We characterized the presence of hemangiogenesis (HA) and lymphangiogenesis (LA) in human corneal specimens exhibiting 13 underlying pathologies.
Human corneal specimens were obtained from consenting subjects (n = 2 or n = 3 for each pathology; total sample size, n = 35). The pathological specimens were stained with hematoxylin and eosin (H&E) to determine the presence or absence of corneal neovascularization (NV) and superficial or deep stromal distribution of NV. Immunohistochemical staining was then performed to differentiate HA (positive for CD31) from LA (positive for lymphatic vessel endothelial hyaluronan receptor-1 [LYVE-1]).
The double-negative (CD31−/LYVE-1−) immunostaining, indicating the absence of NV, was exhibited by 21 specimens (60%). CD31+/LYVE-1−, indicating the presence of HA and absence of LA, was exhibited by 12 specimens (34%). The double-positive (CD31+/LYVE-1+) phenotype, indicating both HA and LA, was exhibited by 2 specimens (6%). Notably, the CD31−/LYVE-1+ phenotype, indicating the presence of LA and absence of HA, was not detected among the specimens. Deep stromal NV was exhibited in a 4:3 ratio to superficial stromal NV. The double-negative immunostaining was more prevalent in noninflammatory pathologies, particularly in comparison with combined neovascular phenotypes (ie, CD31+ or LYVE-1+). Among the neovascular phenotypes, HA was 7 times more common than LA. Specimens exhibiting LA presented only with the double-positive phenotype.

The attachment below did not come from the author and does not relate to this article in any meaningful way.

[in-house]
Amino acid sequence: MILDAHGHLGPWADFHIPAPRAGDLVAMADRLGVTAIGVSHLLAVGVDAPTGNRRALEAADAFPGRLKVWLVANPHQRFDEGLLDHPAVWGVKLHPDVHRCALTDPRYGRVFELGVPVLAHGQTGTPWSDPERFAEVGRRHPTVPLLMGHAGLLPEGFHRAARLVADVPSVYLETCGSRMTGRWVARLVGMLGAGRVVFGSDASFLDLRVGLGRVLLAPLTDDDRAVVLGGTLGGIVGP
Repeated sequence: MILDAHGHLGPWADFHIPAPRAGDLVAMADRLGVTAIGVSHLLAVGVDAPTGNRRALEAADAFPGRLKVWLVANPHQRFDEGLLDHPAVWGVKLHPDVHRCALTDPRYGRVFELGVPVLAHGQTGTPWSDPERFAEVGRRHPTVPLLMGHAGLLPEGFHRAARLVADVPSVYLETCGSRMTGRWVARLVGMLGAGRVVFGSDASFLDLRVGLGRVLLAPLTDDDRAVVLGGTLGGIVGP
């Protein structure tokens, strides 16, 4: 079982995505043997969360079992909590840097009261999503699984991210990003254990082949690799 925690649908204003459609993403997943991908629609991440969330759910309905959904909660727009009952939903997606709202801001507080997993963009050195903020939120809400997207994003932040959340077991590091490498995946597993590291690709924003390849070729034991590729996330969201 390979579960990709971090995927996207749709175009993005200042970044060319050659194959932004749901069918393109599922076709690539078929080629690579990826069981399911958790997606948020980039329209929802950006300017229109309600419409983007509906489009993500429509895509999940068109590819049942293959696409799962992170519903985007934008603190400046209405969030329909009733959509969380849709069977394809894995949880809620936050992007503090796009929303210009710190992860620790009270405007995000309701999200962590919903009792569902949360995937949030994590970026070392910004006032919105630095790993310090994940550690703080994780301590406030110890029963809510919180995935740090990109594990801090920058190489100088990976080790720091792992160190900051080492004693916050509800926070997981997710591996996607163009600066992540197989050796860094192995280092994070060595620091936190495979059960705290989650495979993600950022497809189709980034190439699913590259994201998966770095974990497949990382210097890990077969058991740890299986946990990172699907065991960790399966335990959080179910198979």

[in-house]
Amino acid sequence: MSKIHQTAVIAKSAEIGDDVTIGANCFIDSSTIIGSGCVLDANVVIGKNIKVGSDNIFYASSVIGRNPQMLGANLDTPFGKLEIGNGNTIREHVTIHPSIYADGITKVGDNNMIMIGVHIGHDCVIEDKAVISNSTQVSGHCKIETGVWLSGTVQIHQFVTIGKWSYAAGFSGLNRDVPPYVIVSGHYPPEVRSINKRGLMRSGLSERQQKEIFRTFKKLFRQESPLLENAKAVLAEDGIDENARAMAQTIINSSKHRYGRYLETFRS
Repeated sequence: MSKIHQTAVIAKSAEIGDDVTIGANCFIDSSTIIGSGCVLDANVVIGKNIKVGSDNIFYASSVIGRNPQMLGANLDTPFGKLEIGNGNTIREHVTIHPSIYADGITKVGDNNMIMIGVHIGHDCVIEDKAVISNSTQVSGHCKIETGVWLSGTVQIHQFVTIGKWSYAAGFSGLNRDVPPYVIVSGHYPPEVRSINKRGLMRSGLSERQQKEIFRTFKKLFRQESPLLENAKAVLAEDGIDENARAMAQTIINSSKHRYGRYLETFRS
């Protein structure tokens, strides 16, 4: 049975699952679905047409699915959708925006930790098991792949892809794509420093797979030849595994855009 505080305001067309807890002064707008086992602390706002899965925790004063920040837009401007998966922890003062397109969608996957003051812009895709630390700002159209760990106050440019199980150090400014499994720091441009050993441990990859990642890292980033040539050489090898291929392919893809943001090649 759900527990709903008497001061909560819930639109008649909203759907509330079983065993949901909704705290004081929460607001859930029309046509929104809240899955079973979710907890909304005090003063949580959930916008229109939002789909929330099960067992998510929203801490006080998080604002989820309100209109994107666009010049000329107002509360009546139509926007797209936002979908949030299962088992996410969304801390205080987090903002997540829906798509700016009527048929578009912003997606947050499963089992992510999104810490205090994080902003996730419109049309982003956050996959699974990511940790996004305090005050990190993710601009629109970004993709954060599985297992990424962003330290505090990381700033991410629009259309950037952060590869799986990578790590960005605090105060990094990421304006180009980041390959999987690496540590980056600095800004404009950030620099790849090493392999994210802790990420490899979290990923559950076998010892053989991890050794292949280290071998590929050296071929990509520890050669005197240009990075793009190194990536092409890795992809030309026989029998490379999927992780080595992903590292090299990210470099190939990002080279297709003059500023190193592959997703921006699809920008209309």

HA is the predominant component of NV in corneal pathologies. LA accompanies HA; however, isolated LA (from lymphatics in the conjunctiva) does not occur in these corneal pathologies. Our results suggest the potential therapeutic utility of targeting antineovascular therapies specifically for corneal HA and/or LA pathology.
corneal neovascularization; hemangiogenesis; lymphangiogenesis; LYVE-1; CD31
Corneal neovascularization is a serious condition that can lead to a profound decline in vision. The abnormal vessels block light, cause corneal scarring, compromise visual acuity, and may lead to inflammation and edema. Corneal neovascularization occurs when the balance between angiogenic and antiangiogenic factors is tipped toward angiogenic molecules. Vascular endothelial growth factor (VEGF), one of the most important mediators of angiogenesis, is upregulated during neovascularization. In fact, anti-VEGF agents have efficacy in the treatment of neovascular age-related macular degeneration, diabetic retinopathy, macular edema, neovascular glaucoma, and other neovascular diseases. These same agents have great potential for the treatment of corneal neovascularization. We review some of the most promising anti-VEGF therapies, including bevacizumab, VEGF trap, siRNA, and tyrosine kinase inhibitors.
anti-VEGF therapy; corneal neovascularization; bevacizumab; ranibizumab; VEGF Trap; silencing RNA
Decorin has been shown to have anti-angiogenic properties. In this study, we evaluate the involvement of membrane type 1-matrix metalloproteinase (MT1-MMP), a pro-angiogenic enzyme, in decorin cleavage in the cornea.